'American Werewolf in London' Almost Got a Sequel in 1991

The 1981 horror film An American Werewolf in London is often regarded as one of the best werewolf movies of all time, which got the sequel An American Werewolf in Paris, whose reliance on CGI came as a disappointment to fans. What could possibly make the sequel even more disappointing is that the film's original director, John Landis, recently confirmed he attempted to make a sequel to his film in the early '90s.

"I was asked to do a sequel by PolyGram in 1991," Landis explained in the book Beware the Moon: The Story of An American Werewolf in London. "The company, under Jon Peters and Peter Guber, made something like 10 or 12 movies, and the only one that made money was American Werewolf. They then left the company and were replaced by a guy called Michael Kuhn. He called me and said that they were interested in making a sequel. I entertained the idea for a little bit and then came up with something that I liked and wrote a first draft of the script."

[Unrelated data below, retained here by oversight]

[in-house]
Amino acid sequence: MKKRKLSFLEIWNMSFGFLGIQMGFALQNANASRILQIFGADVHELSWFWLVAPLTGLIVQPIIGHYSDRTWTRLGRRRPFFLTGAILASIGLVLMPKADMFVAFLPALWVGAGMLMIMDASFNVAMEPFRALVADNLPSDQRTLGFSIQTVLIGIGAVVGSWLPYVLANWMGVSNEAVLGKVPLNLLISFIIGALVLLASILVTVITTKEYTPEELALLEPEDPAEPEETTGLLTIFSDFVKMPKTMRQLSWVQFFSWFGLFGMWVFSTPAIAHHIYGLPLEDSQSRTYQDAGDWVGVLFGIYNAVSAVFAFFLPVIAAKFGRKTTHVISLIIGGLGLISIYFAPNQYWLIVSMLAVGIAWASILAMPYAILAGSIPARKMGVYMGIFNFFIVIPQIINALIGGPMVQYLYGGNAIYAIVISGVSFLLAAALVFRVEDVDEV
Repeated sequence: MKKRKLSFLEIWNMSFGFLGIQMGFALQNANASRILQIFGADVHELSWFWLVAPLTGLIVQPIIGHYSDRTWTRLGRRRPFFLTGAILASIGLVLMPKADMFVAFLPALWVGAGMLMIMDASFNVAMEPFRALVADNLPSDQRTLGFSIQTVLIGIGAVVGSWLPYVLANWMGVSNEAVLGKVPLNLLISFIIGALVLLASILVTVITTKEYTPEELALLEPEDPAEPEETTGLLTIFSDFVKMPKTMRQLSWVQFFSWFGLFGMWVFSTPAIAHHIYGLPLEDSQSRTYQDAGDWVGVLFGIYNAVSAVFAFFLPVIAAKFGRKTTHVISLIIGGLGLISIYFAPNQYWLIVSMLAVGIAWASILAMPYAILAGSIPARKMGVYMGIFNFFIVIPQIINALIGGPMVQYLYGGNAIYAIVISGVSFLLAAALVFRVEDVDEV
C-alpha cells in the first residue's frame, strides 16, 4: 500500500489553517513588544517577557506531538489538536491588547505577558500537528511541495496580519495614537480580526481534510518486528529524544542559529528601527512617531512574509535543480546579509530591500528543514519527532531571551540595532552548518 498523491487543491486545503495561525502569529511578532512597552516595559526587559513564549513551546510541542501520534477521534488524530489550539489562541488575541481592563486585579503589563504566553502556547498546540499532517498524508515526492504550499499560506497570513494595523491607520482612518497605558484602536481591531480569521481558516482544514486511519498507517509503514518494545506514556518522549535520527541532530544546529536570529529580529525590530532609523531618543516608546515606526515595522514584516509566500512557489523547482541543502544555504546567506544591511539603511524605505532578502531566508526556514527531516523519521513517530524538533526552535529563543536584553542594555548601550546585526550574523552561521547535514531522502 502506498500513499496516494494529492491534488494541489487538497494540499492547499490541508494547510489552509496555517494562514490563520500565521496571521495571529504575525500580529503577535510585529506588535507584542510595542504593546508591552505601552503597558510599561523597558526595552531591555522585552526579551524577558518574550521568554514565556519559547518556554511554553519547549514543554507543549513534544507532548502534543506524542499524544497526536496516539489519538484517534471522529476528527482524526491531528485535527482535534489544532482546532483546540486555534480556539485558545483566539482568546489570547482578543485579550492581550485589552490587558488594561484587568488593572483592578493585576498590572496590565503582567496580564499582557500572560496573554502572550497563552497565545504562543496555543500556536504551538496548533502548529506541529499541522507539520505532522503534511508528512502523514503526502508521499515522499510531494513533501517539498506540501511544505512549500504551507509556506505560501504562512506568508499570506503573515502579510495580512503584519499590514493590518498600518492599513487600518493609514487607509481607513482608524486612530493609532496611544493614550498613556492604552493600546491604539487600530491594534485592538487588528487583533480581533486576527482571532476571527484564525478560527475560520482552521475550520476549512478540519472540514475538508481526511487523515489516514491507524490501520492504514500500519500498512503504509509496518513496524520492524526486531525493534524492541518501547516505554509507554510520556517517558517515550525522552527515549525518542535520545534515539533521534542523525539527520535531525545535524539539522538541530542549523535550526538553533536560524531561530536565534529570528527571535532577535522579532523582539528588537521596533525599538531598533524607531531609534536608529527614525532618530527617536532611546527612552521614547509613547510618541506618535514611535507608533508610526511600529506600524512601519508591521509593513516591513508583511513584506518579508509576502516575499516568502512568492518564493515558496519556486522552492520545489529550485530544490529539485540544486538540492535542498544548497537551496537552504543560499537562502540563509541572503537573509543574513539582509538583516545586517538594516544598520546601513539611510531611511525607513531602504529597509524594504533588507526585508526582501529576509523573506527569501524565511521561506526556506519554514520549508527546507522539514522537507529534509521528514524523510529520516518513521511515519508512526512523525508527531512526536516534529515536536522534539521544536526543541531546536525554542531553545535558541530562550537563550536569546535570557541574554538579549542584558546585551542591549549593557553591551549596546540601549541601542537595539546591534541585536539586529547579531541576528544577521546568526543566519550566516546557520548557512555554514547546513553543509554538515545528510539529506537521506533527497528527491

In the original film, two backpackers are making their way through a rural part of England when they encounter a werewolf. While one of the Americans dies, the other survives and must deal with the curse of being a werewolf. The filmmaker went on to describe what would happen in his proposed sequel.

"The movie was about the girl that the boys talk about at the beginning of the movie, Debbie Klein. She gets a job in London as a literary agent and while she's there, starts privately investigating the circumstances surrounding the deaths of Jack and David," Landis recalled. "The conceit was that during the time in the first film where Jenny goes to work and David is pacing around the apartment, he actually wrote Debbie Klein a letter. It was all to do with this big secret that David had never told Jack that he had a thing with her."

Landis added, "She tracks down Dr. Hirsch, who tells her that Alex now lives in Paris because she was so traumatized by what happened. She went back to the Slaughtered Lamb and everyone is still there! I think the only changes were a portrait of Charles and Diana where the five-pointed star used to be and darts arcade game instead of a board."

The proposed film would also answer a big mystery from the original, revealing that the nurse Alex, who cared for David after the attack, was the werewolf that attacked the duo.

While there are currently no plans for a sequel, the filmmaker's son Max Landis is currently developing a reboot of his father's film.

[H/T Digital Spy]